So powerful is this sidechain approach they are basically dumping parallel processing.... parallelization does not get you more ram and is therefore quite limited in terms of its ability to scale. At that point with this sidechain approach the only limit to a dapp would be that you can only have so much ram on a given sidechain. If your ram requirements are bigger than that, and you have to run your application across multiple sidechains, you must break your data into chunks across sidechains because there will be no way to share RAM across chains. But that point ignored, you have essentially infinite scale

Craig Murray - EOS BlockSmith

ok so you want to create a new sidechain. You need 21 BP at least to create the network in the first place, right? How do you elect them if there are no tokens on your network? How do you move tokens to your network if you don't have any BPs yet? I think the dawn 4.0 sidechain solution is exactly what we need. I'm very pleased, personally. Simple, elegant, massively scalable

Roger Davies - EOSUK.io

When a RAM trade takes place and the 1% fee is charged, where does the 1% fee actually go? Also, how do peoples actually buy and sell this RAM? Do they have to use a command line at the moment and we and/or other people will eventually create web interfaces to those commands?


They will probably be locked up in smart contracts for atomic swapping to other sidechains. The inflation on the main chain will thus be 1 Billion EOS * 5%

David P - EOS42

It appears to be a transaction fee applied to avoid misuse of RAM. If we look at how transaction fees are applied elsewhere, logically it is burned hence the counterbalancing deflationary aspect that ‘offsets’ (potentially entirely) BP 1% inflation.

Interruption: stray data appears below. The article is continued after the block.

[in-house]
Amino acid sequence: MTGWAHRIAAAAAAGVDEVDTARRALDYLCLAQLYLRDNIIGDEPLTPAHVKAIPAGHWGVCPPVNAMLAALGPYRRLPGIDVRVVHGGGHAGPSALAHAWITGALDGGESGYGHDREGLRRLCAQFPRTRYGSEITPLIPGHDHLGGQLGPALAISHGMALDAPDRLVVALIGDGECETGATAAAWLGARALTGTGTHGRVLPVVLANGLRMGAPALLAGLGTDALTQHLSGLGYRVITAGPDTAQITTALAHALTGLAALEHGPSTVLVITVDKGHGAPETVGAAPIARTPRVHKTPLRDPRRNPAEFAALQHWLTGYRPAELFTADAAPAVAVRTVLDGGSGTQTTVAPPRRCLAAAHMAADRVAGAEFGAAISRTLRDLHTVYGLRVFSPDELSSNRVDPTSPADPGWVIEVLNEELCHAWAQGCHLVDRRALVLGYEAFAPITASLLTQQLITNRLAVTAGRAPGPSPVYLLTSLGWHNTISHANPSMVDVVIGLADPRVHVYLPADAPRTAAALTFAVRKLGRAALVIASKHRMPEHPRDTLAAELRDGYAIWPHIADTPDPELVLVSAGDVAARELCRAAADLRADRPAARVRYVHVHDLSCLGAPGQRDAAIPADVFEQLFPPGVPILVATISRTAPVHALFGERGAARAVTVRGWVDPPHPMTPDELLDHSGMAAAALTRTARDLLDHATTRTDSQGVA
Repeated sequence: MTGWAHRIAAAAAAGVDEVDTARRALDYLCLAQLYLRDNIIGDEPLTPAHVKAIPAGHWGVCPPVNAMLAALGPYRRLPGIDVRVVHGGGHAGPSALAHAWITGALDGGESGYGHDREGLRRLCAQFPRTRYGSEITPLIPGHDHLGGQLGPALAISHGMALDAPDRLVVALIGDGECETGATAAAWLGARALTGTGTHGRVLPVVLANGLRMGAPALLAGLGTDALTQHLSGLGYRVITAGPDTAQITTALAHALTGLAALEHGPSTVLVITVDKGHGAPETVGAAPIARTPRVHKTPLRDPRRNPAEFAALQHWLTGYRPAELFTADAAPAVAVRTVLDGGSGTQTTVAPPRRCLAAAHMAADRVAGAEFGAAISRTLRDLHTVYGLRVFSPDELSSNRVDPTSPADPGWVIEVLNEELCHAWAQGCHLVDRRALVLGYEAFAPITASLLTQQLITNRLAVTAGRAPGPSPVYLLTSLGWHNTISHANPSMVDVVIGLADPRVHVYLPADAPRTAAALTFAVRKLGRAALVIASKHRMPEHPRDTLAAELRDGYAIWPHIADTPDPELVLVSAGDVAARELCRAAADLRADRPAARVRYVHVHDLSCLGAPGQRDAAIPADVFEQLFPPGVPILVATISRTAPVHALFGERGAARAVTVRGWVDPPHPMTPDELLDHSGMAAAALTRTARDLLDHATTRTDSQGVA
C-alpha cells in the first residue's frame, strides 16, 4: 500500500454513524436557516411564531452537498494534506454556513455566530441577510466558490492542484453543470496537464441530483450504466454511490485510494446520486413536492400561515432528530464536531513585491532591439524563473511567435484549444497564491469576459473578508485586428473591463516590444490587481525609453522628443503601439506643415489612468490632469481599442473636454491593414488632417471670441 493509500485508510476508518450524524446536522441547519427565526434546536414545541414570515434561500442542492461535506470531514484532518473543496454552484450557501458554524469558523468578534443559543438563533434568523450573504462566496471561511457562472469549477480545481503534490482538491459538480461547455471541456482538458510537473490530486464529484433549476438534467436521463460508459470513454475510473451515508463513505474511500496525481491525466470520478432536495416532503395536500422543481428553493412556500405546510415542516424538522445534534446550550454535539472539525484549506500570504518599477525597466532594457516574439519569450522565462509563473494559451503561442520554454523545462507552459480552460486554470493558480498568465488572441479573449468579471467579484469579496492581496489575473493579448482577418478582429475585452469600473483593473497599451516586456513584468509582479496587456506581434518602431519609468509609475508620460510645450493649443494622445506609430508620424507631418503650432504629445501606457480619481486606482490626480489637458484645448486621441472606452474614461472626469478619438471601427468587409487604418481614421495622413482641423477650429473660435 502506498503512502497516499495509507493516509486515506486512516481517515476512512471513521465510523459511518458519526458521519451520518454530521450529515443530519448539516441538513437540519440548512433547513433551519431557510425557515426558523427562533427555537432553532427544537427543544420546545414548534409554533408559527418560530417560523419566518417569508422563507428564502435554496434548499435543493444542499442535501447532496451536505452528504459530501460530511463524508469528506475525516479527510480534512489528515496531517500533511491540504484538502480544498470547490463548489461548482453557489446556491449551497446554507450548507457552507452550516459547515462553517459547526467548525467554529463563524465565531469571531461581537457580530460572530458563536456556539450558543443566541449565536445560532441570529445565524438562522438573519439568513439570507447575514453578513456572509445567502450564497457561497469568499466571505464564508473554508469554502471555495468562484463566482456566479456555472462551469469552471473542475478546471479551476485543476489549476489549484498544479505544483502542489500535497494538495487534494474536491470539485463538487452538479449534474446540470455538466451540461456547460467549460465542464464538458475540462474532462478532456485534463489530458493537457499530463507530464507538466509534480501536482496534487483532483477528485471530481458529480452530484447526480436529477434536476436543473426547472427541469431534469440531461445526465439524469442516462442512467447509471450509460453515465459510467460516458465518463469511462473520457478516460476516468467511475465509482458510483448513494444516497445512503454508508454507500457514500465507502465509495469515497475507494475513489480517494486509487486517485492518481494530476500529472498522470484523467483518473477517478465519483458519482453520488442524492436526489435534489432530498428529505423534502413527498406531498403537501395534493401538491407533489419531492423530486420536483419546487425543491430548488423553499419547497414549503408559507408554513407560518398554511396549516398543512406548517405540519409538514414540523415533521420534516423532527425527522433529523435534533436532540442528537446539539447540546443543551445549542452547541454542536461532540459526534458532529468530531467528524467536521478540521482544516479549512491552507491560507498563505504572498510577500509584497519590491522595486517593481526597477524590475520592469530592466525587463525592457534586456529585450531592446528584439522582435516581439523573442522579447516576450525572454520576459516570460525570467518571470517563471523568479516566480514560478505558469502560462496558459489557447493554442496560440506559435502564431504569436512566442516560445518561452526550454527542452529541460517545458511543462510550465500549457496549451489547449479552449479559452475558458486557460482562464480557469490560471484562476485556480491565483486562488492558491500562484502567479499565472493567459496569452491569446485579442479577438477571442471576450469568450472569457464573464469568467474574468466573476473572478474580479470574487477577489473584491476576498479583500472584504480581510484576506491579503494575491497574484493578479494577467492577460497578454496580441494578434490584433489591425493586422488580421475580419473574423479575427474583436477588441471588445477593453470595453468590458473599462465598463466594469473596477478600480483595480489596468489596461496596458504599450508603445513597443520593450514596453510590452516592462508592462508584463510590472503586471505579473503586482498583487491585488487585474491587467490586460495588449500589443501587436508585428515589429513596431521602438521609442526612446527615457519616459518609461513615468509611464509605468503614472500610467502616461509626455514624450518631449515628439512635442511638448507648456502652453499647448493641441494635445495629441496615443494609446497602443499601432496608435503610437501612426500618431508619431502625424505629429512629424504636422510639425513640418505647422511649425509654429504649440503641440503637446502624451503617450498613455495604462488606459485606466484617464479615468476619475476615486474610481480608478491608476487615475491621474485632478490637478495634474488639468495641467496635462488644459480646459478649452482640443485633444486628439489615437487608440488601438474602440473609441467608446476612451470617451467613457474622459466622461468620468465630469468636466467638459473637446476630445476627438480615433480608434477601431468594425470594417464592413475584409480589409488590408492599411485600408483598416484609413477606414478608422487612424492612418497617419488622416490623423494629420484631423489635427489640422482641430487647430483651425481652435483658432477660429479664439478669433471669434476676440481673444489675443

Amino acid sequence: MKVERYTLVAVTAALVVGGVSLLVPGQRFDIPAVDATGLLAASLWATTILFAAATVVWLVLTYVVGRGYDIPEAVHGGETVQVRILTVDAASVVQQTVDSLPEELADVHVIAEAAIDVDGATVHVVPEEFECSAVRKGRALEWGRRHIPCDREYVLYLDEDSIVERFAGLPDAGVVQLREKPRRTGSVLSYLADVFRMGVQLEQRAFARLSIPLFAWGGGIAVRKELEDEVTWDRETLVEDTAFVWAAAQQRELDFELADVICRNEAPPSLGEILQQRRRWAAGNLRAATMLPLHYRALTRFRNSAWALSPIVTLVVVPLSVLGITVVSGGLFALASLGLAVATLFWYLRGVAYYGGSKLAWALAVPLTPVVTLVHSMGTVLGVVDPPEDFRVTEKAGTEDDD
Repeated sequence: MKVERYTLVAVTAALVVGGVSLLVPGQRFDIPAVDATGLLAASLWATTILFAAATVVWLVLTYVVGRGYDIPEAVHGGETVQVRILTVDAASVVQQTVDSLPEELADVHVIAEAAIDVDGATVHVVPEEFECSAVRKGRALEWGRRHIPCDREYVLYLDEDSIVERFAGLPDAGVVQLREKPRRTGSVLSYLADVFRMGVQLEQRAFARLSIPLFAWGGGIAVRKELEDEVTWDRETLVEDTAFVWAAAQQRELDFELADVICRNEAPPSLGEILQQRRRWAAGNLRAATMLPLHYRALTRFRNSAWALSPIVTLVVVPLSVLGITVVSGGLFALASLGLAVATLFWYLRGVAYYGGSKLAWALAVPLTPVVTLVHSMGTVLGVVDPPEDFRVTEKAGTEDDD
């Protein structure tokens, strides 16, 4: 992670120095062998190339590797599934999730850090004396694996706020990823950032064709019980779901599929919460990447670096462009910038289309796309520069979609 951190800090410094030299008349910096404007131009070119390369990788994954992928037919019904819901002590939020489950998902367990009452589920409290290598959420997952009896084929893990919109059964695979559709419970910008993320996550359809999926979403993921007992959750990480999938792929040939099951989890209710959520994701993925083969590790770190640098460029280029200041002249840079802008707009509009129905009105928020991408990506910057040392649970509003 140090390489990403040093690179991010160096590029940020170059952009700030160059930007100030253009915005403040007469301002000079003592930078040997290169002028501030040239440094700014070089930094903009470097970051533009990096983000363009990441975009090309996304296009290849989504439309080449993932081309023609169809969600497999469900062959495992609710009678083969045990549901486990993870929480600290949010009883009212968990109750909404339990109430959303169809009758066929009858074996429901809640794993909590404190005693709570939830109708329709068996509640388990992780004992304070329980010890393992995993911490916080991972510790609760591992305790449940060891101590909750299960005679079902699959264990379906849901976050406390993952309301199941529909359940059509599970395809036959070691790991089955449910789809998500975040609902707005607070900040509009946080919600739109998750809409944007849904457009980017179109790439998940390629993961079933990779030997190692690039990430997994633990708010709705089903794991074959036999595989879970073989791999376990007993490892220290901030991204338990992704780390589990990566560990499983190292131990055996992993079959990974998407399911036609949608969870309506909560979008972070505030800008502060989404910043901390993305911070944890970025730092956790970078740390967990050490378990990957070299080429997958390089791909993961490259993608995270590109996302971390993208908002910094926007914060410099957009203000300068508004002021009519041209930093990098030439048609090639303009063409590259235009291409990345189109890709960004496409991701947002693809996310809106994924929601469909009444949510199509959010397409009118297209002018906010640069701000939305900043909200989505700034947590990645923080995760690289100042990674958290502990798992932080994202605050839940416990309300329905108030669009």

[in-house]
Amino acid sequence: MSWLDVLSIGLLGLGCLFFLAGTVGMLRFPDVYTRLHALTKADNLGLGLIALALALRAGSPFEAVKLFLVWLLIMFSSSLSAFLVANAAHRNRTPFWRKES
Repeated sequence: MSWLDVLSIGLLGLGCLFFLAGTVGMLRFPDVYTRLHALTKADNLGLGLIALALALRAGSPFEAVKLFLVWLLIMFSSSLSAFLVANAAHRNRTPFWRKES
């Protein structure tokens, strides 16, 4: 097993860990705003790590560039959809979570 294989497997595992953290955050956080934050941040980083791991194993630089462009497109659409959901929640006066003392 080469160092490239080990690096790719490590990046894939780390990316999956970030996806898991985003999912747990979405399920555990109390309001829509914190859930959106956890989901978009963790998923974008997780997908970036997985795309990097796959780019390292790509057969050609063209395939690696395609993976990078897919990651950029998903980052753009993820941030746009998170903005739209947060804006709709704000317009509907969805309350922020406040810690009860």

Dean Zaremba

Man, hate to burst bubble, but just looks like shell game to me. The ram is still a 1% fee. The money has to come from somewhere. A fee for ram or inflation of eos. Put it in whatever shell you want. If you want to call the bps inflationless, go for it, but there is still 1% ram fee.

Kevin Rose - EOS New York

To reserve RAM, not to broadcast transactions

Rick Schlesinger - EOS New York

The fees offset the inflation - that's the key here, so you're getting something that looks "inflation-less" reducing marginal cost


I like this feature since it decreases inflation with the increase of RAM volume trading, given the trade fees are going to be burned. This may in fact lead to overall deflation (= decrease of EoS tokens) as soon as the RAM trade volume sufficiently exceeds the EOS token supply.

Upgrade DPOS Last Irreversible Block Algorithm




If I understand it correctly I really like the change to the LIB-algorithm.

I believe that the problem that this fix solves has happened in the community testnet already. So even if that is mostly speculation on my part - and even if it probably wouldn't happen on a live blockchain, I'm glad to see it removed as a potential problem (we fixed whatever happened by re-syncing a couple of our nodes and it was during a time of flux (...and while we had some other now known and addressed bugs in the software).

Looking back at it I wish we had investigated it a lot more closely.)

Name Squatting




Name squatting. Forcing us to have 12 characters in our "easily readable account names"... I don't like this. But I understand the reasons behind it. Maybe all accounts that has had their ERC20 tokens for longer than 2 months should be allowed to get one shorter name each? (Trying to make sure people don't split their tokens before launch to be allowed to buy names)

Refined Producer Pay Model - Standby Bps



Craig Murray - EOS BlockSmith

Wow, super interesting what they are doing with standbys. Dawn 4.0 is awesome

Rob Finch - Cypherglass.com

There are 21 active block producers and any number of standby producers. The top 21 divide up the 0.25% per-block rewards proportional to the number of blocks each one producers. All block producer candidates (including the top 21) also divide up the .75% per-vote rewards budget proportional to the total number of votes they receive. They can claim their share of the per-vote rewards at most once-per-day. In order to claim their share they must qualify for at least 100 tokens/day. Producers candidates who do not qualify for at least 100 tokens/day on a per-vote basis will receive nothing.

Sam Sapoznick - EOS Supporter